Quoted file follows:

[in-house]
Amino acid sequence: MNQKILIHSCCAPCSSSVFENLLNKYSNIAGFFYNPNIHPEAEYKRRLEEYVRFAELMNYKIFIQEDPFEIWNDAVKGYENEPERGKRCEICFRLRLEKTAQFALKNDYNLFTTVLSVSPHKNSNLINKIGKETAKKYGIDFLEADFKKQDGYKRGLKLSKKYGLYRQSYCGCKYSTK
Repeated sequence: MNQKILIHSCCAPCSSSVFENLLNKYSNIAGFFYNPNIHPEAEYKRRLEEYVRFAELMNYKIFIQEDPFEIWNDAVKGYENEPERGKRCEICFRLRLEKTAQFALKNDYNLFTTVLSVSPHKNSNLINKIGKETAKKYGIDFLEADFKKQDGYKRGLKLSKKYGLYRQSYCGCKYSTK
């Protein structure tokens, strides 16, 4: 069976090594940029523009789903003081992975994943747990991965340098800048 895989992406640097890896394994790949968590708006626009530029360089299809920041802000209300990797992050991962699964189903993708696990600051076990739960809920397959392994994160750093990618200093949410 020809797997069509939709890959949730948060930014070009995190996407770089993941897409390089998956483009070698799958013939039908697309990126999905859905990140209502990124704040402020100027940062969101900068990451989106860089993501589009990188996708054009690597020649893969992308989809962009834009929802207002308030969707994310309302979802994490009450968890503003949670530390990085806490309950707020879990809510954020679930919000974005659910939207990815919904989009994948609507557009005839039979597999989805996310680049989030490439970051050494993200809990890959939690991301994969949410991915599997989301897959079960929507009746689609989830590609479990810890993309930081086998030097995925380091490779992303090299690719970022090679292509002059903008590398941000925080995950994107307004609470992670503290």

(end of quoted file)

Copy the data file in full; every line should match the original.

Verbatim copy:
[in-house]
Amino acid sequence: MNQKILIHSCCAPCSSSVFENLLNKYSNIAGFFYNPNIHPEAEYKRRLEEYVRFAELMNYKIFIQEDPFEIWNDAVKGYENEPERGKRCEICFRLRLEKTAQFALKNDYNLFTTVLSVSPHKNSNLINKIGKETAKKYGIDFLEADFKKQDGYKRGLKLSKKYGLYRQSYCGCKYSTK
Repeated sequence: MNQKILIHSCCAPCSSSVFENLLNKYSNIAGFFYNPNIHPEAEYKRRLEEYVRFAELMNYKIFIQEDPFEIWNDAVKGYENEPERGKRCEICFRLRLEKTAQFALKNDYNLFTTVLSVSPHKNSNLINKIGKETAKKYGIDFLEADFKKQDGYKRGLKLSKKYGLYRQSYCGCKYSTK
């Protein structure tokens, strides 16, 4: 069976090594940029523009789903003081992975994943747990991965340098800048 895989992406640097890896394994790949968590708006626009530029360089299809920041802000209300990797992050991962699964189903993708696990600051076990739960809920397959392994994160750093990618200093949410 020809797997069509939709890959949730948060930014070009995190996407770089993941897409390089998956483009070698799958013939039908697309990126999905859905990140209502990124704040402020100027940062969101900068990451989106860089993501589009990188996708054009690597020649893969992308989809962009834009929802207002308030969707994310309302979802994490009450968890503003949670530390990085806490309950707020879990809510954020679930919000974005659910939207990815919904989009994948609507557009005839039979597999989805996310680049989030490439970051050494993200809990890959939690991301994969949410991915599997989301897959079960929507009746689609989830590609479990810890993309930081086998030097995925380091490779992303090299690719970022090679292509002059903008590398941000925080995950994107307004609470992670503290």